Review: First Cow

Score: A-

Director: Kelly Reichardt

Cast: John Magaro, Orion Lee, Toby Jones, Ewen Bremner

Running Time: 121 Minutes

Rated: PG-13

Kelly Reichardt is known for her slow, often devastating portrayals of people on the brink in the American West. First Cow is no different, but she lets a little sliver of light in. There's a little more hope here, and that might be enough to call it her best film yet.

John Magaro stars as Cookie, a traveling cook who's just finished a long haul with a group of drunken, aggressive fur trappers. With no clue of where he'll go or what he'll do next, he strikes up a friendship with King Lu (Orion Lee), a Chinese immigrant he showed kindness to on his journeys. Their partnership will end up being both lucrative and dangerous.

With the arrival of the titular bovine, owned by the wealthy Chief Factor (Toby Jones), Lu gets the bright idea to steal milk one night so they can enjoy some cakes. When they decide to sell their treats at the market, they cause a frenzy, requiring more heists. The escalating scheme causes suspicion to grow from Factor and a visiting Army Captain (Scott Shepherd).

There's not much more to the film, and that's what gives it power. This is a very simple story, but there are so many rich details and so many wonderful performances. The friendship between Cookie and Lu is a combination of loneliness and opportunity, but their loyalty to each other never feels in doubt, even when circumstances separate them.

This is also a film about capitalism. Even in the wild west, there's a clear hierarchy and people at the bottom can't even get to that first rung. Their modest dreams – owning a bakery and hotel – are dreams just out of reach without a serious influx of cash. And their skills could never be turned into anything beyond subsistence. This would make a great double feature with Hustlers.

Gorgeous 4x3 cinematography and top-notch production design are the honey and cinnamon on top of the treat that is this film. And its last 20 minutes are as exciting as any action movie, even if what preceded it is anything but. All that makes First Cow a movie to savor.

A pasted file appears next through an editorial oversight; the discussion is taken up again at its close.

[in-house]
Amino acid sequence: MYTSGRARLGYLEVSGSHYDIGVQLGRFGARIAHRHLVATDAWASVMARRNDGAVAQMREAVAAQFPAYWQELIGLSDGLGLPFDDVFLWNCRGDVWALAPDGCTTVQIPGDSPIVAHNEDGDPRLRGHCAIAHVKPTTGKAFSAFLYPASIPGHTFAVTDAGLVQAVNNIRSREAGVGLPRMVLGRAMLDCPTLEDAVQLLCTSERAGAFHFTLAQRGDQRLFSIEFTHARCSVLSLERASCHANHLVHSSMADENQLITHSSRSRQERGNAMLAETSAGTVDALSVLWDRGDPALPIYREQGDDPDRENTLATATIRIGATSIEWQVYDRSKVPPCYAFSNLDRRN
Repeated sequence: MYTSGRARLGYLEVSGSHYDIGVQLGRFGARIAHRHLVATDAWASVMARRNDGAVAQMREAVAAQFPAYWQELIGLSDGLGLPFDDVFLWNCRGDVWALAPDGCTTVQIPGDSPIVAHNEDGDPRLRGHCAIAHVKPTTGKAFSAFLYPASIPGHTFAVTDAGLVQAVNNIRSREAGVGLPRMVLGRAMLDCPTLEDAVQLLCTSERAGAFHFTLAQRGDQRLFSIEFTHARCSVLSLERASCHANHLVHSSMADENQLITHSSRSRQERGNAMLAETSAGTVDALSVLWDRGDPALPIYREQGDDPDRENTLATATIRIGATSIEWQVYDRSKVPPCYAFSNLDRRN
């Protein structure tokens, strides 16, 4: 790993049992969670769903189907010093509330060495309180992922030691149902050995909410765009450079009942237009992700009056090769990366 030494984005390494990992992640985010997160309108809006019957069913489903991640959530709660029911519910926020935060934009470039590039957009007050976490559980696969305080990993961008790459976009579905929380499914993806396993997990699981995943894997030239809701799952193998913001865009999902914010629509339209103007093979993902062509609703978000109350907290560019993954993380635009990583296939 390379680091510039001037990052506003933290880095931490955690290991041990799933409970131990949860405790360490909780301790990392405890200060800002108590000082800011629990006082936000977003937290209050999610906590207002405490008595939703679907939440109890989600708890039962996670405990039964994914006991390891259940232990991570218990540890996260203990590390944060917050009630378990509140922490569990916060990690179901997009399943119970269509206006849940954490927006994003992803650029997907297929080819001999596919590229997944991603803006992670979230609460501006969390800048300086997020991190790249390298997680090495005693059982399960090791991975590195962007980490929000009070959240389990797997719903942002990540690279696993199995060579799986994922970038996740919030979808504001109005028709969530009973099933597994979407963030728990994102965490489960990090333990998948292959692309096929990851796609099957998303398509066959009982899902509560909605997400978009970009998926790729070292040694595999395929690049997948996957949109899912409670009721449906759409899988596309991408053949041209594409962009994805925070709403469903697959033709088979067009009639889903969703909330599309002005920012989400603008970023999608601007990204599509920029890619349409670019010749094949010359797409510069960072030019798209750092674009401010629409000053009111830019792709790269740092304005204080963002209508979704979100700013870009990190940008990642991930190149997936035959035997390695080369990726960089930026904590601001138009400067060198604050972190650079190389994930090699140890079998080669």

*This film is currently available via On-Demand platforms.

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About Kip Mooney

Kip Mooney
Like many film critics born during and after the 1980s, my hero is Roger Ebert. The man was already the best critic in the nation when he won the Pulitzer in 1975, but his indomitable spirit during and after his recent battle with cancer keeps me coming back to read not only his reviews but his insightful commentary on the everyday. But enough about a guy you know a lot about. I knew I was going to be a film critic—some would say a snob—in middle school, when I had to voraciously defend my position that The Royal Tenenbaums was only a million times better than Adam Sandler’s remake of Mr. Deeds. From then on, I would seek out Wes Anderson’s films and avoid Sandler’s like the plague. Still, I like to think of myself as a populist, and I’ll be just as likely to see the next superhero movie as the next Sundance sensation. The thing I most deplore in a movie is laziness. I’d much rather see movies with big ambitions try and fail than movies with no ambitions succeed at simply existing. I’m also a big advocate of fun-bad movies like The Room and most of Nicolas Cage’s work. In the past, I’ve written for The Dallas Morning News and the North Texas Daily, which I edited for a semester. I also contributed to Dallas-based Pegasus News, which in the circle of life, is now part of The Dallas Morning News, where I got my big break in 2007. Eventually, I’d love to write and talk about film full-time, but until that’s a viable career option, I work as an auditor for Wells Fargo. I hope to one day meet my hero, go to the Toronto International Film Festival, and compete on Jeopardy. Until then, I’m excited to share my love of film with you.